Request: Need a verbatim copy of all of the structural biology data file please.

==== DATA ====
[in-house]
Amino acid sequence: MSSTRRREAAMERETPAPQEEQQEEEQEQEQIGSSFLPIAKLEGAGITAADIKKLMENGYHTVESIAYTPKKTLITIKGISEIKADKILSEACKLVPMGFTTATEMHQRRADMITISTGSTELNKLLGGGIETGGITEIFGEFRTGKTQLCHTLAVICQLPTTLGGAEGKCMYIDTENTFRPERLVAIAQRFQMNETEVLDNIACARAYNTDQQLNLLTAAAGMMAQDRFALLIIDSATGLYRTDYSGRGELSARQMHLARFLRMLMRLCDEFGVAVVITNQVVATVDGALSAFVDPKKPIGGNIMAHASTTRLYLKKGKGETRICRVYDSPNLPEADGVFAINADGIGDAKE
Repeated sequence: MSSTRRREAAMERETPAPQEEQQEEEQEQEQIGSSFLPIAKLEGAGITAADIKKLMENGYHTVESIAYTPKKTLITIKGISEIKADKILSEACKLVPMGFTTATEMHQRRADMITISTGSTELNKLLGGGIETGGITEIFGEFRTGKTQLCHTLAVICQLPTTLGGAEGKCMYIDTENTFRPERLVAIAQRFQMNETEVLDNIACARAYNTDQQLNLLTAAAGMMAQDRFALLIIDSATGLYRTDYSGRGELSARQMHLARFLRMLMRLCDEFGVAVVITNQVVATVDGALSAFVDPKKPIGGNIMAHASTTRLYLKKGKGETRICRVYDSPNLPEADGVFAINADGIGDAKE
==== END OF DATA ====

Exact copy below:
[in-house]
Amino acid sequence: MSSTRRREAAMERETPAPQEEQQEEEQEQEQIGSSFLPIAKLEGAGITAADIKKLMENGYHTVESIAYTPKKTLITIKGISEIKADKILSEACKLVPMGFTTATEMHQRRADMITISTGSTELNKLLGGGIETGGITEIFGEFRTGKTQLCHTLAVICQLPTTLGGAEGKCMYIDTENTFRPERLVAIAQRFQMNETEVLDNIACARAYNTDQQLNLLTAAAGMMAQDRFALLIIDSATGLYRTDYSGRGELSARQMHLARFLRMLMRLCDEFGVAVVITNQVVATVDGALSAFVDPKKPIGGNIMAHASTTRLYLKKGKGETRICRVYDSPNLPEADGVFAINADGIGDAKE
Repeated sequence: MSSTRRREAAMERETPAPQEEQQEEEQEQEQIGSSFLPIAKLEGAGITAADIKKLMENGYHTVESIAYTPKKTLITIKGISEIKADKILSEACKLVPMGFTTATEMHQRRADMITISTGSTELNKLLGGGIETGGITEIFGEFRTGKTQLCHTLAVICQLPTTLGGAEGKCMYIDTENTFRPERLVAIAQRFQMNETEVLDNIACARAYNTDQQLNLLTAAAGMMAQDRFALLIIDSATGLYRTDYSGRGELSARQMHLARFLRMLMRLCDEFGVAVVITNQVVATVDGALSAFVDPKKPIGGNIMAHASTTRLYLKKGKGETRICRVYDSPNLPEADGVFAINADGIGDAKE